More of Ben-Hur

Chapter VI, of book 4

Ben-Hur is part of a procession of people going to the Grove. He finds an opportunity to leave the group aside and trails off into the thick overgrowth of the woods. He stays for some time there, enjoying the beauty of the blooming trees and the creatures who dare show themselves to him. He quickly chides himself for having happy feelings when his mother and sister are lost.

As he works on getting away from the Grove, he notices from a bridge that what he is in is actually a wall-less temple, built strictly out of nature’s own materials.

Chapter VII has Ben-Hur going with Malluch to the stadium, where competitors will gather for the chariot races.  He learns that one of the drivers is none other than Messala, looking as haughty as ever. An instance of near death-by-chariot to a woman and her father, she on camel-back, tells us that the father is Balthasar, one of the 3 wise men we met in the beginning of the story. (Malluch was who was ordered to follow Ben-Hur; I forgot to tell you that, didn’t I?)

The opportunity presents itself for Ben-Hur to race against Messala, on the morrow, at what they call the Circus. He is quickly off to see the Sheik whom is the owner of a beautiful chariot and steed of horses, said to be descendants of the 1st Pharaoh’s horses.

As Malluch and Ben-Hur travel to the Sheik, Malluch describes the story of Balthazar, as Ben-Hur recalls the man at the fountain whose life he saved from the chariot driven by Messala was one and the same.

Further on, Malluch returns to Simonides and reports on what he learned of Ben-Hur. He states with confidence that Ben-Hur is whom he claims to be, by the things he had told him and the way he behaved. Simonides daughter Esther seems especially happy about this as well, and her father is not sure if it is because he would be their ruler or because she loves him. (I find it amazing how fast people fell in love back then, don’t you?) She confesses that she does indeed love Ben-Hur, and wishes for him to not attend Circus, and race against Messala. Simonides ponders this information as he also ponders knowing that the King to Be was indeed born, and expecting him to make his appearance in his lifetime.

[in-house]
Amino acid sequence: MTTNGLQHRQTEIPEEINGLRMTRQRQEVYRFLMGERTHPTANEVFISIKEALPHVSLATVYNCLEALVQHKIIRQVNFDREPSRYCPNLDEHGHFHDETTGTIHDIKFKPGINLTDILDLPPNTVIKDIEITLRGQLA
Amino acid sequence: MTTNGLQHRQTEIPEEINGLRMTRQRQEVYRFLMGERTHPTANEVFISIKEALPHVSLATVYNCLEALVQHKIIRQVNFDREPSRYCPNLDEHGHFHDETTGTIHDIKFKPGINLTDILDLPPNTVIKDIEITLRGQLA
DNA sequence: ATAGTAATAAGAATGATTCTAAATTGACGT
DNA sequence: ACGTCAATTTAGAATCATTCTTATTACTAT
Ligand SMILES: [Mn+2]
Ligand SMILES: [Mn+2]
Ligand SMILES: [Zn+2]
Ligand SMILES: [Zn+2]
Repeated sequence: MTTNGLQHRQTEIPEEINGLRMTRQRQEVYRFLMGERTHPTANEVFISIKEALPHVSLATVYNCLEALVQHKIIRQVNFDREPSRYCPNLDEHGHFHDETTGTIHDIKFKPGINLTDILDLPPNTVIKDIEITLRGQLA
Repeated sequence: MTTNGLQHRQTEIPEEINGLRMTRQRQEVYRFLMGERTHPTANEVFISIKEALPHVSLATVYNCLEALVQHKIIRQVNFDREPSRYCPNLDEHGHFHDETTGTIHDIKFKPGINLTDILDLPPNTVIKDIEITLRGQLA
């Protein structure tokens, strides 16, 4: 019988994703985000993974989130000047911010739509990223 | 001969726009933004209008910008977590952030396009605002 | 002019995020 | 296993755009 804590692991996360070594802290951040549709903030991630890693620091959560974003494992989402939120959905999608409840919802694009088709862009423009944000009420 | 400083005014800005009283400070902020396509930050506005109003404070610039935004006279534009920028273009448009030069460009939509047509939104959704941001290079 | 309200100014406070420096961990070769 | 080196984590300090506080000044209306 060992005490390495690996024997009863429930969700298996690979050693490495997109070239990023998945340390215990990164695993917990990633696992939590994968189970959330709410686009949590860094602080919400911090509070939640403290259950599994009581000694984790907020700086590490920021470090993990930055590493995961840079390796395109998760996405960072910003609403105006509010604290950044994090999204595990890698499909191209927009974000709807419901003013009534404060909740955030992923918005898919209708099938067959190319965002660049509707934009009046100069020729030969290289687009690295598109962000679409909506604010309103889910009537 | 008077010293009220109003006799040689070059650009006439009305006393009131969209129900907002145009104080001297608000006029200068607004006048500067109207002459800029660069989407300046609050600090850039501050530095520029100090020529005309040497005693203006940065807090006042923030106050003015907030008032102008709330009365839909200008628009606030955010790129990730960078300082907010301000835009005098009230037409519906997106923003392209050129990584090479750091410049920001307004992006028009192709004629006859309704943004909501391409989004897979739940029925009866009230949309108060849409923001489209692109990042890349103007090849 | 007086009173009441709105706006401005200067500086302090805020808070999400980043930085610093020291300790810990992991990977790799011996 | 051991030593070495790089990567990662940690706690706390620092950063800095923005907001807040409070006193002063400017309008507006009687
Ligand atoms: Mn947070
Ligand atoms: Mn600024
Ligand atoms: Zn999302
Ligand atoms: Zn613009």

The story then turns back to Messala, and a gathering of soldiers and followers amongst who he begins to hear the tale of a Roman and a Jew, whom was adopted by Quintas Arrius, yet Messala fails to make any connection to his former young friend. 

Again we go back to Ben-Hur, who has now arrived at the tent of the Sheik of whose horses and chariots he wishes to command in the race at the Circus. After discussing his plans for revenge with the Sheik, he again meets Balthazar, whom is also there with the Sheik. As they quietly eat dinner, it becomes clear that of this gathering of an Arab, a Jew, and an Egyptian, all believers in One True God, it is Balthazar that must tell his story of searching for and finding the baby Jesus.

The author kindly lets you know that from here-on-out, Jesus will be referenced to throughout the story, as this is the timeframe of when he began his ministry.

A quote from Balthazar that literally took my breath away (or I was holding my breath…)

“There is a kingdom on the earth, though it is not of it–a kingdom of wider bounds than the earth–wider than

the sea and the earth, though they were rolled together as finest gold and spread by the beating of hammers. Its

existence is a fact as our hearts are facts, and we journey through it from birth to death without seeing it; nor

shall any man see it until he hath first known his own soul; for the kingdom is not for him, but for his soul.

And in its dominion there is glory such as hath not entered imagination–original, incomparable, impossible of

increase” (Wallace, 1880, pg 166).

I have heard the kingdom referred to as already being here on earth from several different authors, including C.S. Lewis, who ended the Narnia series with everyone going up, up, higher into the garden that continued to become more bright and beautiful.

I think that is more than enough for today; I hope I am not boring you with this story, I have to say, it is one of the better books I have read! And yes, I still want to see the movie.

Wallace, L. (1880) Ben-Hur. Harper and Brothers Publishing.

Leave a Reply

Fill in your details below or click an icon to log in: Logo

You are commenting using your account. Log Out /  Change )

Facebook photo

You are commenting using your Facebook account. Log Out /  Change )

Connecting to %s